The vote of no confidence in John Swinney marks only the fourth time in the history of devolution that MSPs have resorted to this mechanism to try to remove a government minister.
Such methods may be threatened more frequently but they rarely come to fruition in terms of a motion on the Holyrood floor because there is a recognition they tend to lack the parliamentary arithmetic to succeed.
In common with Mr Swinney’s predicament, the first vote of no confidence was triggered by an SQA exam results fiasco.
Sam Galbraith, Labour Education Minister
Twenty years ago it was a Labour/Lib Dem coalition running what was known as the Scottish Executive. The late Sam Galbraith of Labour was Education Minister when thousands of pupils across the country received wrong or inaccurate results.
It said: “The parliament has no confidence in Sam Galbraith in his role as a member of the Scottish Executive, by reason of his failure to act decisively on the matter of the Scottish Qualifications Authority between June 26 2000 and August 13 2000.”
Mr Russell’s motion failed as 66 MSPs voted against it, compared with 52 for it. There was one abstention. Therefore, he survived the vote, which was held in December 2000, some time after Mr Galbraith had been reshuffled from education to environment.
Sarah Boyack, Labour Transport Minister
The following year the Labour Transport Minister, Sarah Boyack, survived a motion of no confidence. It was lodged by the SNP’s Bruce Crawford and concerned the awarding of four road maintenance contracts to two private firms.
The contracts, worth £350 million, had been awarded to Amey and Bear Scotland, to the displeasure of councils who warned of thousands of job losses because they had previously carried out the work.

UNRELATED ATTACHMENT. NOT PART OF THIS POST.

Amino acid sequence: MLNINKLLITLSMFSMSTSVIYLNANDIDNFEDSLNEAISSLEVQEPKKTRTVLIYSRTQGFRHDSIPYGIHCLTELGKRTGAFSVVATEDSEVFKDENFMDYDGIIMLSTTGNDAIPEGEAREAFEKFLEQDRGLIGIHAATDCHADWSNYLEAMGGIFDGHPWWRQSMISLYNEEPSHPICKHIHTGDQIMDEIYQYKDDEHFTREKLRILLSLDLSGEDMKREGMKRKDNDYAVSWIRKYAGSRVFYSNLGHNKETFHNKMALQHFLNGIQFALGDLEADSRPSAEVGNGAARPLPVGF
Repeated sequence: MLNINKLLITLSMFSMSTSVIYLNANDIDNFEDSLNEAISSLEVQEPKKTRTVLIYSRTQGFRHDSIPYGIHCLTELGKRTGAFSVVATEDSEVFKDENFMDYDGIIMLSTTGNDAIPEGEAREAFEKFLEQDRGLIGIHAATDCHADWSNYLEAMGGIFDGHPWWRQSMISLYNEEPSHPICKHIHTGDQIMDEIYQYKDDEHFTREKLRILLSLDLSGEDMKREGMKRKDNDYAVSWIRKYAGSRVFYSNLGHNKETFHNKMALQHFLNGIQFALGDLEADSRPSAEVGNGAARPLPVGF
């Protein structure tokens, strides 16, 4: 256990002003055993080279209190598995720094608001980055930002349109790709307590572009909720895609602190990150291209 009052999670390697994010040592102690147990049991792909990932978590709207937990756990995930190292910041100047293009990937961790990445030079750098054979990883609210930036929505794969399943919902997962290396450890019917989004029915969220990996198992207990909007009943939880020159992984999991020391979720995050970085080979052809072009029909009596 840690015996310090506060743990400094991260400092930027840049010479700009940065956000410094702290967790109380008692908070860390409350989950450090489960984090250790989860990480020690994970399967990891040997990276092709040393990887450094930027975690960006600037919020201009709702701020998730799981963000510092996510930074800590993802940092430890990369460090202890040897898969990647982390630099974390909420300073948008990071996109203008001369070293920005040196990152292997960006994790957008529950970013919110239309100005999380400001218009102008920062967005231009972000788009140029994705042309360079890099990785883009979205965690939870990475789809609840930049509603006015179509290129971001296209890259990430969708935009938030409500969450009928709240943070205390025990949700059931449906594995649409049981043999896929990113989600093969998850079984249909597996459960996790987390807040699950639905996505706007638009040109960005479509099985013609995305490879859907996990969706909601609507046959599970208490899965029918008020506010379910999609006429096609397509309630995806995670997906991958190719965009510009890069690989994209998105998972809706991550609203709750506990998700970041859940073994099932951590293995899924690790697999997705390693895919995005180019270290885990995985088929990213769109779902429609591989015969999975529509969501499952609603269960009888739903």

Ms Boyack argued there was no choice but to accept the private bids, which were £200m cheaper than the local authority tenders.
The motion of no confidence was defeated by 70 votes to 33 with 16 abstentions.
Alex Neil, SNP Health Secretary
Prior to the Swinney vote the most recent vote of no confidence was in Alex Neil, the then-SNP Health Secretary, over the handling of mental health provision at Monklands Hospital, Lanarkshire.
The motion was tabled by Labour’s Neil Findlay in May 2014 and followed controversy over Mr Neil’s reversal of a decision to remove acute mental health bed provision at the hospital in his Airdrie and Shotts constituency.
The original decision had been made by then-Health Secretary Nicola Sturgeon. Labour referred to documents obtained under Freedom of Information, which showed Mr Neil had emailed officials to say his view was that the facilities should be retained.
Labour claimed Mr Neil’s subsequent move to remove himself from the decision-making process had been made when his mind had already been made up. Mr Neil survived the vote by 67 votes against 57.
The then-First Minister, Alex Salmond, maintained Mr Neil had acted perfectly properly.
Later that year he was moved from health to social justice.